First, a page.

for being "too slow" I suggest you check your brain for loose ends. If you want to watch a shoddy horror film with a quick pace go watch Scream which features a lame teenybopper snot nose getting killed in every 15 minute intervals. If you want to watch a horror film that makes you think and reflect while leaving you with something long after you've seen it, The Exorcist
will not disappoint.
Warner Home Video presents The Exorcist
letterboxed at 1.85:1 in a new anamorphic transfer. The Exorcist
looks great, Warner paid a good tribute to the film by working on this transfer - The Exorcist
has never looked this good. The transfer is very sharp and detailed. Everything appears well defined and focused with nary a soft shot to speak of. William Friedkin designed to The Exorcist to have brilliant bright scenes and then alternate to dark scenes which is symbolic of the battle between good and evil raging on in the film. The opening shots of Iraq an example of the bright scenes looks very good with beautiful golden brown hues and colors. The nighttime scenes also looked great with deep solid blacks and good contrast.
Flesh tones looked very nice and flatering. The print used for this new transfer was in excellent condition with only very minor signs of damage ever making their presence known. There is a mild-moderate bit of grain present in the transfer, this is especially noticeable in the scenes in Regan's bedroom during the exorcism, but not too much to become overly distracted by. Overall this is a fine transfer from Warner.
Presented in Dolby Digital 5.1, The Exorcist
sounds great. The film is 25 years old and doesn't have a robust musical score so it's not quite up to the kinds of DD 5.1 mixes done for newer films. There are several instances where the sound really picks up like during the tense confrontations between Regan and the priests/doctors. Overall the great DD 5.1 mix will enhance the mood and tension that already exists visually.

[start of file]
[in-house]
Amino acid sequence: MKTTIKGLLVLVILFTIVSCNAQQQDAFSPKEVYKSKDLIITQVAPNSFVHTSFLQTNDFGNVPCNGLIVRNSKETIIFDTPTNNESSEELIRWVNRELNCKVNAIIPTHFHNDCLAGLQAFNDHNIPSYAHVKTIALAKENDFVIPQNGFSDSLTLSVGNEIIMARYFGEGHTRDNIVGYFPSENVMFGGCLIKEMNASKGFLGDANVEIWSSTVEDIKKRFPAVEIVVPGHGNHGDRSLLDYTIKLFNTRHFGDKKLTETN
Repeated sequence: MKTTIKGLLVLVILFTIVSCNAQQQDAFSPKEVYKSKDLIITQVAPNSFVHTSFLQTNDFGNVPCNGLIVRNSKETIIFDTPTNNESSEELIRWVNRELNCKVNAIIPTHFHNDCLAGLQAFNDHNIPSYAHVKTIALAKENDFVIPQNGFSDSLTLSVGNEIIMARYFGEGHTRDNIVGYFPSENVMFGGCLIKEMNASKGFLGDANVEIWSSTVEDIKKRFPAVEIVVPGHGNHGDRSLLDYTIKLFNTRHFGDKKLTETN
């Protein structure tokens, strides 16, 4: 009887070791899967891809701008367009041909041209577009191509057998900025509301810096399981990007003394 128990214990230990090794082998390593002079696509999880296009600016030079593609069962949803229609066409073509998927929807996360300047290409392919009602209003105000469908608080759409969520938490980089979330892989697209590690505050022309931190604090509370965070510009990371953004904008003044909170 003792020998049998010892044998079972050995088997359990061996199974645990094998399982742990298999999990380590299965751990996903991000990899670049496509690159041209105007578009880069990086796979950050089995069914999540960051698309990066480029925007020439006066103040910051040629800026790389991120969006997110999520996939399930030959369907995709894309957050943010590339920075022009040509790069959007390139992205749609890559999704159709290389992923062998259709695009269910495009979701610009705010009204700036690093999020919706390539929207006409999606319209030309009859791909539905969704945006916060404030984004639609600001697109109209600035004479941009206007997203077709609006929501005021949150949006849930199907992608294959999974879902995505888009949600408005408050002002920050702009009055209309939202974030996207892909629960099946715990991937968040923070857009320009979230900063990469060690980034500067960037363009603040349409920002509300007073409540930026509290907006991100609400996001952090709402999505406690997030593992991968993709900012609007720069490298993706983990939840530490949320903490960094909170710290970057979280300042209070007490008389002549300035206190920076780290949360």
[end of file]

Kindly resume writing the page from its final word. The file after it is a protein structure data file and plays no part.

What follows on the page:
Warner Home Video released one of the best horror Special Editions when they released The Exorcist
25th Anniversary Edition a year ago. Sporting two commentaries, a fantastic documentary as well as the usual trailers The Exorcist
got quite a welcoming on the 5-inch format. First the documentary titled "The Fear of God: 25 Years of the Exorcist" is one of my all time favorite documentaries to grace a DVD. Originally airing on the BBC the documentary is extremely informative and highlights some of the major stories and details behind the making of the film. Also featured are scenes deleted from the final cut such as the infamous spiderwalk scene as well as the more "upbeat" ending.
The documentary features interviews with Ellen Burstyn (Actress), Father William O' Malley (Actor), William Friedkin (Director), Max Von Sydow (Actor), Linda Blair (Actress), William Peter Blatty (Author & Producer), Fr. Thomas Bermingham (Technical Advisor), Jason Miller (Actor), Terence Donnelly (Assistant Director), Bill Malley (Production Designer), Joe Hyams (Publicist), Marcel Vercoutere (Special Effects), Owen Roizman (Director of Photographgy), Dick Smith (Make-up Effects), Chris Newman (Sound Recordist), Bud Smith (Editor), Buzz Knudson (Dubbing Mixer) and Ron Nagle (Special Sound Effects).